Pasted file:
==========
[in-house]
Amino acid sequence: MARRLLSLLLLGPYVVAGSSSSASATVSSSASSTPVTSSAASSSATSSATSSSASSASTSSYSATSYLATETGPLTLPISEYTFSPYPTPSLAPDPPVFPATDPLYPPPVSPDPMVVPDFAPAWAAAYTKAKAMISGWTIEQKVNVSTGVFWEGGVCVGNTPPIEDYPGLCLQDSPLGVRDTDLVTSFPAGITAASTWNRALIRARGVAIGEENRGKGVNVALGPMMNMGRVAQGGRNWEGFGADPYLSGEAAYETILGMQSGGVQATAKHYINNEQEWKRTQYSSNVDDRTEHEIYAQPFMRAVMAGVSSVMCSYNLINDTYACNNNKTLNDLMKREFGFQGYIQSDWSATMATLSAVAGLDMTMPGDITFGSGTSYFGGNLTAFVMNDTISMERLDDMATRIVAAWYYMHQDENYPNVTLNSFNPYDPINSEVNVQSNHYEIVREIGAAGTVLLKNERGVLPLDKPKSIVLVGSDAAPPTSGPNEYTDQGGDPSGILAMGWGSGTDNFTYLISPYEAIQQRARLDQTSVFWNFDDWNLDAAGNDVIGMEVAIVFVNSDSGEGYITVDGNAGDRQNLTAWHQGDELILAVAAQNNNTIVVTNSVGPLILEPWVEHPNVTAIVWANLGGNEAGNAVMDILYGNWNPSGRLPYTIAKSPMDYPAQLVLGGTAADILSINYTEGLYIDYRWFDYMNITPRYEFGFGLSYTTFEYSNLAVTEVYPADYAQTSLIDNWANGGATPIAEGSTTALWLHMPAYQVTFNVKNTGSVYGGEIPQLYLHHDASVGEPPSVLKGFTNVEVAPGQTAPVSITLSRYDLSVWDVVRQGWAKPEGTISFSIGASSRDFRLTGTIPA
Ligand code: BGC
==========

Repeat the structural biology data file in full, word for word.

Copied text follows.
[in-house]
Amino acid sequence: MARRLLSLLLLGPYVVAGSSSSASATVSSSASSTPVTSSAASSSATSSATSSSASSASTSSYSATSYLATETGPLTLPISEYTFSPYPTPSLAPDPPVFPATDPLYPPPVSPDPMVVPDFAPAWAAAYTKAKAMISGWTIEQKVNVSTGVFWEGGVCVGNTPPIEDYPGLCLQDSPLGVRDTDLVTSFPAGITAASTWNRALIRARGVAIGEENRGKGVNVALGPMMNMGRVAQGGRNWEGFGADPYLSGEAAYETILGMQSGGVQATAKHYINNEQEWKRTQYSSNVDDRTEHEIYAQPFMRAVMAGVSSVMCSYNLINDTYACNNNKTLNDLMKREFGFQGYIQSDWSATMATLSAVAGLDMTMPGDITFGSGTSYFGGNLTAFVMNDTISMERLDDMATRIVAAWYYMHQDENYPNVTLNSFNPYDPINSEVNVQSNHYEIVREIGAAGTVLLKNERGVLPLDKPKSIVLVGSDAAPPTSGPNEYTDQGGDPSGILAMGWGSGTDNFTYLISPYEAIQQRARLDQTSVFWNFDDWNLDAAGNDVIGMEVAIVFVNSDSGEGYITVDGNAGDRQNLTAWHQGDELILAVAAQNNNTIVVTNSVGPLILEPWVEHPNVTAIVWANLGGNEAGNAVMDILYGNWNPSGRLPYTIAKSPMDYPAQLVLGGTAADILSINYTEGLYIDYRWFDYMNITPRYEFGFGLSYTTFEYSNLAVTEVYPADYAQTSLIDNWANGGATPIAEGSTTALWLHMPAYQVTFNVKNTGSVYGGEIPQLYLHHDASVGEPPSVLKGFTNVEVAPGQTAPVSITLSRYDLSVWDVVRQGWAKPEGTISFSIGASSRDFRLTGTIPA
Ligand code: BGC